Now I’m in a session with Bruce Sharpe, creator of The Levelator, which I fawned about before. He’s giving a great presentation about bringing your production values to the next level. He describes himself as a software guy, not an audio guy (like Doug Kaye of IT Conversations). He worked with IT Conversations as an editor a while back, and was talking one time with Doug Kaye, who said “wouldn’t it be great if we had a piece of software that did all of this automatically?” Nine months later, Levelator was born (launched last year at PNME, actually). He’s also giving some great audio production tips, like “apply an 80-10000Hz bandpass filter”, do peak level normailzation, perform noise reduction, etc. Good review of the basics. I was pleased to see that I already do most of these in my audio workflow, but slightly saddened not to find a big magical improvement that would make all of my stuff sound better.

I don’t think I’m going to stick around for the parties, etc. tonight. I want to go back to my room, where there’s decent bandwidth, and try to get that “iBrick” blog post written. I’m at the podcast awards right now, and it’s dark, and annoying. So, off to get some food, then prolly back to the room. I’ll do another post tomorrow, and of course, I’m microposting all the time at twitter.com/jabancroft.

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10 thoughts on “Blogging the Podcast and New Media Expo – Day One

  1. Pingback: Josh Bancroft's Life Stream

  2. Pingback: Talk It Up!

  3. Pingback: Podcast and New Media Expo - Day Two at Josh Bancroft’s TinyScreenfuls.com

  4. We’re looking for 5 Great Ideas from those who are attending the Podcasting Expo. Unfortunately, we are not.

    Our request is:
    “What the best idea you heard at the New Media Expo that would help a business person who is currently not podcasting – to help them quickly jump in?”

    We’ll also add this request:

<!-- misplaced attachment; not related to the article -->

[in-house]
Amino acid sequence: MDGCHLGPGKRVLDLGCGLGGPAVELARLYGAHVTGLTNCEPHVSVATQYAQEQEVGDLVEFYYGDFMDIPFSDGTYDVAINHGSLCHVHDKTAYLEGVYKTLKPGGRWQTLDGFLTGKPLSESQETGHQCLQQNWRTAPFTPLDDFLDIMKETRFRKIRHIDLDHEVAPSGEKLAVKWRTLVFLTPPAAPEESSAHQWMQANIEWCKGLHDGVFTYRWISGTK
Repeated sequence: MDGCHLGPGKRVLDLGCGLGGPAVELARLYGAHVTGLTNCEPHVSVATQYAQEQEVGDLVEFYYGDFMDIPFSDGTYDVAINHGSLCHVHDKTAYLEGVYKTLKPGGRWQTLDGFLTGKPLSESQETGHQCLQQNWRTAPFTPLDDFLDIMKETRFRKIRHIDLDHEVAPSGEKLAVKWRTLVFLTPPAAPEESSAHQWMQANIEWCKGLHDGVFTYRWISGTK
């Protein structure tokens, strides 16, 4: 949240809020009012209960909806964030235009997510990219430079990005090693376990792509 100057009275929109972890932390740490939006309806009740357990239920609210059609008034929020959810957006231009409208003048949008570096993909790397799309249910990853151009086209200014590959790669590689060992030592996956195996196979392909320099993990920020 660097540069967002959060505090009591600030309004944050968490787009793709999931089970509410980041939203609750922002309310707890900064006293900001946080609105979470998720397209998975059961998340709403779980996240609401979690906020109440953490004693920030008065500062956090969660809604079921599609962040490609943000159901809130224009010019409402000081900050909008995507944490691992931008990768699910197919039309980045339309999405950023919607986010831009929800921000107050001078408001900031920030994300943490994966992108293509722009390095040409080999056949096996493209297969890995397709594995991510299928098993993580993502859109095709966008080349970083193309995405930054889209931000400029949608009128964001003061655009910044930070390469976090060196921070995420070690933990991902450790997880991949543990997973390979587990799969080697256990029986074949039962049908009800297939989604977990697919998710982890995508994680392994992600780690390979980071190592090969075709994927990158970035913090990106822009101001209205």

“Please, no philosophical meanderings, advanced technological hoo-haw or sales pitches – just great ideas that will get someone up and running as a podcaster quickly and with minimum of heartache and brain damage.”

    We think that’s cheeky enough. After all, about 99.9% of us average business people still don’t do any podcasting (that we know of) and we’re still, well, just a little bit confused by the technological challenges and the potential benefits.

    You can leave a comment on our blog article – http://goldencompass.com/blog/you-have-a-friend-in-the-podcast-business/#more-119

  5. Josh–

    Well, buddy, that’s some good input. I was really worried the advice would be too basic; interviewing is such a fine-tuned skill. And I SO did NOT want to be one of those people who is all “ask open-ended questions and you’ll be fine,” which is why I tried to give specific examples from my own and other people’s interview experiences.

    I’m sure I’ll tackle a different topic next year, but any advice? I speak for a living, and I really do love feedback. If you think there’s anything I could do to make the talks more useful, I’m all ears!

  6. @Heidi – glad you stopped by and posted a comment.

    I don’t know if there’s any clear-cut advice I’d give you. Maybe I just wasn’t the target audience. But I can tell you that there are little things you do, maybe without even thinking about it, that come across as really condescending.

    For instance, I don’t know if you did it intentionally because you were irked about what I wrote, but I REALLY dislike being called “buddy”. Especially by someone who isn’t. I imagine you might feel the same if someone referred to you as “honey” or “sweetcakes” or something similarly derogatory.

    Anyway, there was a lot of good information in your talk. Like I said, I probably just wasn’t the target audience. Call me a little to arrogant and sure of myself, I guess.

  7. Ah, see, and being from Texas, I call everyone “dear” and “darlin’.” Here I thought I was being all cool and polite! Perhaps my desire NOT to be one of those stuffy speakers went too far.

    At any rate, thanks for continuing the conversation. I found the seminars at NME hit or miss as well.

  8. @Heidi – want my advice? Don’t “try” to be anything. Just be genuine. :-)

    Not saying you weren’t being yourself at NME. But people can detect when you (or anyone) is being even a little bit false. And that’s bad.

    I probably won’t be at NME next year (I hate Las Vegas), but good luck on whatever you decide to present! :-)